Every once in a while, after a particularly hectic time in my life, there are moments where I sit back, watch an episode of "I Love Lucy" and just can't help but think to myself: I wish I could trade all of the electronics, all of the stress, and all of the craziness of modern day times, and mold it into what resembles a 1950s, black-and-white sitcom.
If only my friends and I could partake in the same misadventures of Lucy and Ethel. If only I could be married to Lucille Ball and work as a bandleader like Ricky. If only I could wisecrack with pitch-perfect delivery like Fred and get away with it. I'm sure most people, at least once or twice in their lifetime, wishes that their life could only be so simple.
"Pleasantville" is ingenious because it takes this far-away dream and makes it a reality.
The film begins in 1998, and we are introduced to two siblings: David (Tobey Maguire) and Jennifer (Reese Witherspoon). David is shy and without many friends, and his favorite hobby is to sit back on the weekends and watch "Pleasantville", a TV-series that has the sweetness and charm of "Leave It to Beaver" or "The Donna Reed Show." It's an escape from his uneventful life that lacks perpetual optimism.
Jennifer, on the other hand, is confident in herself, maybe even a bit more popular. On one eventful night, the siblings get into a mega-fight over the TV: a "Pleasantville" marathon is occurring at the exact same time as an MTV concert. The twosome end up breaking the remote in a way that could only exist in a movie, and suddenly a quirky repairman (Don Knotts, in a memorable role) shows up at their doorstop. He fixes the TV and gives them a strange remote - which happens to zap them right into "Pleasantville".
The world is literally what is shown on screen - there is no color, sex doesn't exist, every team wins every game, etc. David is in heaven, while Jennifer's scoffing attitude brings in a certain spice that appears in a sort of shock to the creepily perfect fictional town. But the siblings' sudden appearance begins to give new life to the town - and eventually, color.
"Pleasantville" (the film, not the TV-show) works so well because it flawlessly balances satire and the dependable Hollywood formula so well. We're able to get a kick out of the completely G-rated TV-version of the '50s, but it still remains to be thought-provoking. By the end, we realize that, no matter how picturesque and simple a vintage sitcom can be, it is much better to live a life that is unexpected day by day, and full of opportunity.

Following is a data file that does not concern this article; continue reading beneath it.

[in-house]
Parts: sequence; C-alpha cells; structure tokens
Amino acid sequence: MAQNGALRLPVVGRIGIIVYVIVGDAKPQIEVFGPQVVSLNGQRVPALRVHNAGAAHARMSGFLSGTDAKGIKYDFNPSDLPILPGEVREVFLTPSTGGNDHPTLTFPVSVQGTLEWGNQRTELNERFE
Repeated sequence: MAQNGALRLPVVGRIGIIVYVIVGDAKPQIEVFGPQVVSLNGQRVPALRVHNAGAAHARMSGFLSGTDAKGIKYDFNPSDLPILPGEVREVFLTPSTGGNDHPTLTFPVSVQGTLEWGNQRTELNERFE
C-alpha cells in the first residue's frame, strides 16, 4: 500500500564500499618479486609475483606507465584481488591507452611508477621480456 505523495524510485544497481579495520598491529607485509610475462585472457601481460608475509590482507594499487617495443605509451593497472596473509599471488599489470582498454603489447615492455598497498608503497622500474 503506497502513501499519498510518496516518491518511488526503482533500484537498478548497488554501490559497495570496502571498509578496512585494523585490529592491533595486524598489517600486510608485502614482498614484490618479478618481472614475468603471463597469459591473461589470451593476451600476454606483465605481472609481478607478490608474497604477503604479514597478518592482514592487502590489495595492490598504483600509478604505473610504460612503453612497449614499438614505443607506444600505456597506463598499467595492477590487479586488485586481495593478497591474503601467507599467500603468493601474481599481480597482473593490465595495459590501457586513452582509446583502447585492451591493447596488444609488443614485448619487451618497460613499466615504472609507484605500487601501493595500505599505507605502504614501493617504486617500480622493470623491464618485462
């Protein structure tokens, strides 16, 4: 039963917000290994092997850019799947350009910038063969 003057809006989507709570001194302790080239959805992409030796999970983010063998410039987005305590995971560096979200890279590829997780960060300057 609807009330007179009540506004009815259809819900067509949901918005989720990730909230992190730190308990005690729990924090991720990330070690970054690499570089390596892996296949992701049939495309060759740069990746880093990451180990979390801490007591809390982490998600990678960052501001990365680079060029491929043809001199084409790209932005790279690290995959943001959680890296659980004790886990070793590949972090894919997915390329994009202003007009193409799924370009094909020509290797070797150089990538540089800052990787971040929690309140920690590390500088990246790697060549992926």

The film is most definitely a satire, playful poking fun at the cliché characters that live in "Pleasantville" (the TV-show, town), while they sip their Cherry Cokes and eat hamburgers and fries, but there is never a moment of snakiness or wit that leaves us out. In a way, it's a film for everybody, as you can look at it from a sophisticated standpoint and look into the social commentary, or you can watch it simply to be entertained. Either way, you can't lose.
Gary Ross, who makes his directional debut here, balances story and special effects with utter smoothness. Most other directors who had this film in their hands, would rather focus on the look on the film and the sumptuous look of black-and-white combined with splashes of color, but Ross manages to have the cinematography there not as a distraction, but as a pivotal part of the story. Seeing the blandness change into something of a Technicolor dream is a marvel.
"Pleasantville" could be watched again and again and again, and it would still manage to deliver. It has that warming sweetness that most films dream to have, but it's intelligent enough to let us not feel bad about it loving it. A perfect film.